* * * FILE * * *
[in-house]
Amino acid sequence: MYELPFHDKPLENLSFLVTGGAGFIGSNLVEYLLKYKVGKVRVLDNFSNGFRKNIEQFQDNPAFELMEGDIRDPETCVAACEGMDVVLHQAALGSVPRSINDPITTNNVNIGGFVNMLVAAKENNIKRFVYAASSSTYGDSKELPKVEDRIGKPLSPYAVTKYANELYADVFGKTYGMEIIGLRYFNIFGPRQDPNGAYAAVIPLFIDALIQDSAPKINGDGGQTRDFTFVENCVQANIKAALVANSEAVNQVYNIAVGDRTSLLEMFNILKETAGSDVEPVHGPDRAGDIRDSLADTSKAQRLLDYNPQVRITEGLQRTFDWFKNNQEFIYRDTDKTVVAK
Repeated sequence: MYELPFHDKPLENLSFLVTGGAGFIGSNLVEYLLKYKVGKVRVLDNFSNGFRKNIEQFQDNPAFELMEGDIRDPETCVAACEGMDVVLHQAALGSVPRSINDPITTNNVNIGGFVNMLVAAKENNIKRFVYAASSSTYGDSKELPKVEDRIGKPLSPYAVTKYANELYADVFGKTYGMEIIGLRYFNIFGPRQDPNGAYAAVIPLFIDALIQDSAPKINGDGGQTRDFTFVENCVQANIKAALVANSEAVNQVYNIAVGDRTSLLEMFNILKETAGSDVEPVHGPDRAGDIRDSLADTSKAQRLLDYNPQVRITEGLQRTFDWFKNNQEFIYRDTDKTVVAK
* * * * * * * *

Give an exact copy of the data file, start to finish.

[in-house]
Amino acid sequence: MYELPFHDKPLENLSFLVTGGAGFIGSNLVEYLLKYKVGKVRVLDNFSNGFRKNIEQFQDNPAFELMEGDIRDPETCVAACEGMDVVLHQAALGSVPRSINDPITTNNVNIGGFVNMLVAAKENNIKRFVYAASSSTYGDSKELPKVEDRIGKPLSPYAVTKYANELYADVFGKTYGMEIIGLRYFNIFGPRQDPNGAYAAVIPLFIDALIQDSAPKINGDGGQTRDFTFVENCVQANIKAALVANSEAVNQVYNIAVGDRTSLLEMFNILKETAGSDVEPVHGPDRAGDIRDSLADTSKAQRLLDYNPQVRITEGLQRTFDWFKNNQEFIYRDTDKTVVAK
Repeated sequence: MYELPFHDKPLENLSFLVTGGAGFIGSNLVEYLLKYKVGKVRVLDNFSNGFRKNIEQFQDNPAFELMEGDIRDPETCVAACEGMDVVLHQAALGSVPRSINDPITTNNVNIGGFVNMLVAAKENNIKRFVYAASSSTYGDSKELPKVEDRIGKPLSPYAVTKYANELYADVFGKTYGMEIIGLRYFNIFGPRQDPNGAYAAVIPLFIDALIQDSAPKINGDGGQTRDFTFVENCVQANIKAALVANSEAVNQVYNIAVGDRTSLLEMFNILKETAGSDVEPVHGPDRAGDIRDSLADTSKAQRLLDYNPQVRITEGLQRTFDWFKNNQEFIYRDTDKTVVAK